On the heels of the Sense, Versa and Inspire 2 launch, Fitbit is giving some love to owners of existing devices. The new Fitbit SpO2 Signature clock face allows users to check their blood oxygen levels with ease.
Blood oxygen monitoring works automatically during the night while you sleep via red and infrared sensors on the back of the device. Smartwatches that have this include the Fitbit Ionic, Versa range and Fitbit Sense. Up to now you could only see an Estimated oxygen variation (EOV) graph in the accompanying smartphone app. But the new clock face is better.
How to install
To install it, go to the Fitbit app and click on the Today tab. Then tap your profile picture and your device image. This is what you do install any clock face – the procedure is no different. Choose Clock faces and then All clocks. In the search space (magnifying glass icon) type “SpO2 Signature”. When the clock face is found simply choose Select and then Install.
After that go about using your smartwatch as usual. About an hour or so after you wake up in the morning you’ll be able to see your nightly average SpO2 on the device. Values are calculated on a scale that goes up to 100%. Anything above 90% is considered okay, although you are more likely to be in the high 90s. If instead of the value you see a dotted line, then there was a problem in obtaining the readings.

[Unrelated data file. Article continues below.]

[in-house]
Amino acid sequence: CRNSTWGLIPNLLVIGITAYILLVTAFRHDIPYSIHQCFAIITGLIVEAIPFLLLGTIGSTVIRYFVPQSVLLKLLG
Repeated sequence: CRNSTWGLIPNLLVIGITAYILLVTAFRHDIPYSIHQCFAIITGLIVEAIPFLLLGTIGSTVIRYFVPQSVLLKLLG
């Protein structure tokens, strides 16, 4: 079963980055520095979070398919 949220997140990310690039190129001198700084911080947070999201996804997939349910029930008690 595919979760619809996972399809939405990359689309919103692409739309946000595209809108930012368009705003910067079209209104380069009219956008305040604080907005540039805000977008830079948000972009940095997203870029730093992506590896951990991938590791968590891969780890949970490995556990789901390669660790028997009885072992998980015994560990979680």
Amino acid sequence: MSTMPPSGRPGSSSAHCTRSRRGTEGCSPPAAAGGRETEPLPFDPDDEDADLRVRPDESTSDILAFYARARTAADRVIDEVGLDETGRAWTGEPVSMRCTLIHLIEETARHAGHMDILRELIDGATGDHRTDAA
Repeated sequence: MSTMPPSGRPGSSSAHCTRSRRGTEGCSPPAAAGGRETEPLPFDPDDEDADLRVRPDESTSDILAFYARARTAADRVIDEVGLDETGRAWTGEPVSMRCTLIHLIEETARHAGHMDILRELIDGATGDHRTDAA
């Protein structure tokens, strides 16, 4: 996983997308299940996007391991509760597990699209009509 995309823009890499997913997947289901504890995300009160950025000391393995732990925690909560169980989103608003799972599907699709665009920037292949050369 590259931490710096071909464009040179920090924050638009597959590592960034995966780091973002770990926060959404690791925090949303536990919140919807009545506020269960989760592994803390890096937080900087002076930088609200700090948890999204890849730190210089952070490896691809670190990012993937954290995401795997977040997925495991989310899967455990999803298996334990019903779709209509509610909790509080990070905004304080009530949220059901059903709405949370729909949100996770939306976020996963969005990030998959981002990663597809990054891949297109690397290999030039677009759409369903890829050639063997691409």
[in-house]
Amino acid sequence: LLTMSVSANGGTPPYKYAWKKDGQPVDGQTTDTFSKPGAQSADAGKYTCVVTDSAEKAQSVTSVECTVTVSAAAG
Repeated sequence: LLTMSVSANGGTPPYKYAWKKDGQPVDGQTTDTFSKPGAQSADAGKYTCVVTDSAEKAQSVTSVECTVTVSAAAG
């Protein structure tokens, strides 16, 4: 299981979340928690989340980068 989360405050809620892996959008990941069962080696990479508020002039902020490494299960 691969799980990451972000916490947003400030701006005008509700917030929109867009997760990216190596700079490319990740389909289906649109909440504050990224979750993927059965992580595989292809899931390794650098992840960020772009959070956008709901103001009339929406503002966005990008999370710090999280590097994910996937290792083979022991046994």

Those with a Premium Subscription can also see weekly and monthly trends in the new Health Dashboard.
That’s it. If the app search does not throw up the clock face, it might be because it has not reached your region yet. In this case patience is your friend. You should also make sure your watch is running on the latest version of the operating system.
It’s worth pointing out, this functionality goes further than the above mentioned EOV readings. These have been available on Fitbit Charge 3, Fitbit Charge 4, Fitbit Ionic and Fitbit Versa series for a while now. The difference is that the new clock face actually spits out estimated blood oxygen saturation levels and range rather than just graphing variations.
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